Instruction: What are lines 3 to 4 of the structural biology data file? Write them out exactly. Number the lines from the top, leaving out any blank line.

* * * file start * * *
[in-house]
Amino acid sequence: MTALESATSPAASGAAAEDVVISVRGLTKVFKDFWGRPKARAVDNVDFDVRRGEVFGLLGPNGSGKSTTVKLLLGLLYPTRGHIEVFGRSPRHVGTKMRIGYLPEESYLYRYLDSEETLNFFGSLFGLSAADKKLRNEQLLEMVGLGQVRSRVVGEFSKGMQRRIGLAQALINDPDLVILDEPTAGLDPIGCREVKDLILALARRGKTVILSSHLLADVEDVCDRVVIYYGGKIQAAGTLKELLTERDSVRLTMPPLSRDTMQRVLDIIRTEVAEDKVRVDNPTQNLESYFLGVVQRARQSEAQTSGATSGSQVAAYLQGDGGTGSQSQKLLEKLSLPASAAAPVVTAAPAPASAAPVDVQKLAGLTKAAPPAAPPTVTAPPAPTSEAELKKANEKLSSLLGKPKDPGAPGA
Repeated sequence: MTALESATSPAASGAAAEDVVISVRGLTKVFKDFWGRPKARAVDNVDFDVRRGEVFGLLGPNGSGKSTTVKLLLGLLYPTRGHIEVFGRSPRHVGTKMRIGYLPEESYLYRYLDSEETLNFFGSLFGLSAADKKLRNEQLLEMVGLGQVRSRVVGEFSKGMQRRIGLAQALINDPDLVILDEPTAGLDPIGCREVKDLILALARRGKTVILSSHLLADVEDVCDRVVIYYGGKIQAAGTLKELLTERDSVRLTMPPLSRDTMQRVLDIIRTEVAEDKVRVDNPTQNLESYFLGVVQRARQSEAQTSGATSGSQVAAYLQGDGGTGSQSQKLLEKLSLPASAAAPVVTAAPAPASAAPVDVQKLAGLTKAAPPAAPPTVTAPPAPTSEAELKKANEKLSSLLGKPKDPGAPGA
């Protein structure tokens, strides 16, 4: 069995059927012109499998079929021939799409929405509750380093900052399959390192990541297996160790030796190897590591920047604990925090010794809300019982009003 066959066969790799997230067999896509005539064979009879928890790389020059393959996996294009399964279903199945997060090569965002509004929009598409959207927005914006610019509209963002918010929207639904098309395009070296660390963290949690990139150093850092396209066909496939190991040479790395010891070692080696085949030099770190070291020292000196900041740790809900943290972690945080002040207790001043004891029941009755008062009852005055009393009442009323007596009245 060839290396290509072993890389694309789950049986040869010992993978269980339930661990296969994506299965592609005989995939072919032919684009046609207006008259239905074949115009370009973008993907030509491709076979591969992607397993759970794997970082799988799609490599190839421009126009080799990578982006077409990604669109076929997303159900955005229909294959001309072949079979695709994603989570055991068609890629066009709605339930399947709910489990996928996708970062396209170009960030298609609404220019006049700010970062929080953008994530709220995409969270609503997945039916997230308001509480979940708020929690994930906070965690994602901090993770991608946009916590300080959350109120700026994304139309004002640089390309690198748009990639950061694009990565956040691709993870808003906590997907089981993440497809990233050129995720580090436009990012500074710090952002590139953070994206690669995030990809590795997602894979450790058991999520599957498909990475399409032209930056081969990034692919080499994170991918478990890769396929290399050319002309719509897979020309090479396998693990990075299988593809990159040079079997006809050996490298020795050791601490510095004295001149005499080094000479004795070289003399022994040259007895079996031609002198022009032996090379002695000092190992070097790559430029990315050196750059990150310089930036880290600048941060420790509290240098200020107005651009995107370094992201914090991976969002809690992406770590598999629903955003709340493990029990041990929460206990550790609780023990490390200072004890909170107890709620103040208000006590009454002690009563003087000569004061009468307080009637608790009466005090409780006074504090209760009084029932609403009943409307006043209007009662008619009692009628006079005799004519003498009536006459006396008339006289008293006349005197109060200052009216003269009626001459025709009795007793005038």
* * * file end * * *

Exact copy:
Repeated sequence: MTALESATSPAASGAAAEDVVISVRGLTKVFKDFWGRPKARAVDNVDFDVRRGEVFGLLGPNGSGKSTTVKLLLGLLYPTRGHIEVFGRSPRHVGTKMRIGYLPEESYLYRYLDSEETLNFFGSLFGLSAADKKLRNEQLLEMVGLGQVRSRVVGEFSKGMQRRIGLAQALINDPDLVILDEPTAGLDPIGCREVKDLILALARRGKTVILSSHLLADVEDVCDRVVIYYGGKIQAAGTLKELLTERDSVRLTMPPLSRDTMQRVLDIIRTEVAEDKVRVDNPTQNLESYFLGVVQRARQSEAQTSGATSGSQVAAYLQGDGGTGSQSQKLLEKLSLPASAAAPVVTAAPAPASAAPVDVQKLAGLTKAAPPAAPPTVTAPPAPTSEAELKKANEKLSSLLGKPKDPGAPGA
């Protein structure tokens, strides 16, 4: 069995059927012109499998079929021939799409929405509750380093900052399959390192990541297996160790030796190897590591920047604990925090010794809300019982009003 066959066969790799997230067999896509005539064979009879928890790389020059393959996996294009399964279903199945997060090569965002509004929009598409959207927005914006610019509209963002918010929207639904098309395009070296660390963290949690990139150093850092396209066909496939190991040479790395010891070692080696085949030099770190070291020292000196900041740790809900943290972690945080002040207790001043004891029941009755008062009852005055009393009442009323007596009245 060839290396290509072993890389694309789950049986040869010992993978269980339930661990296969994506299965592609005989995939072919032919684009046609207006008259239905074949115009370009973008993907030509491709076979591969992607397993759970794997970082799988799609490599190839421009126009080799990578982006077409990604669109076929997303159900955005229909294959001309072949079979695709994603989570055991068609890629066009709605339930399947709910489990996928996708970062396209170009960030298609609404220019006049700010970062929080953008994530709220995409969270609503997945039916997230308001509480979940708020929690994930906070965690994602901090993770991608946009916590300080959350109120700026994304139309004002640089390309690198748009990639950061694009990565956040691709993870808003906590997907089981993440497809990233050129995720580090436009990012500074710090952002590139953070994206690669995030990809590795997602894979450790058991999520599957498909990475399409032209930056081969990034692919080499994170991918478990890769396929290399050319002309719509897979020309090479396998693990990075299988593809990159040079079997006809050996490298020795050791601490510095004295001149005499080094000479004795070289003399022994040259007895079996031609002198022009032996090379002695000092190992070097790559430029990315050196750059990150310089930036880290600048941060420790509290240098200020107005651009995107370094992201914090991976969002809690992406770590598999629903955003709340493990029990041990929460206990550790609780023990490390200072004890909170107890709620103040208000006590009454002690009563003087000569004061009468307080009637608790009466005090409780006074504090209760009084029932609403009943409307006043209007009662008619009692009628006079005799004519003498009536006459006396008339006289008293006349005197109060200052009216003269009626001459025709009795007793005038």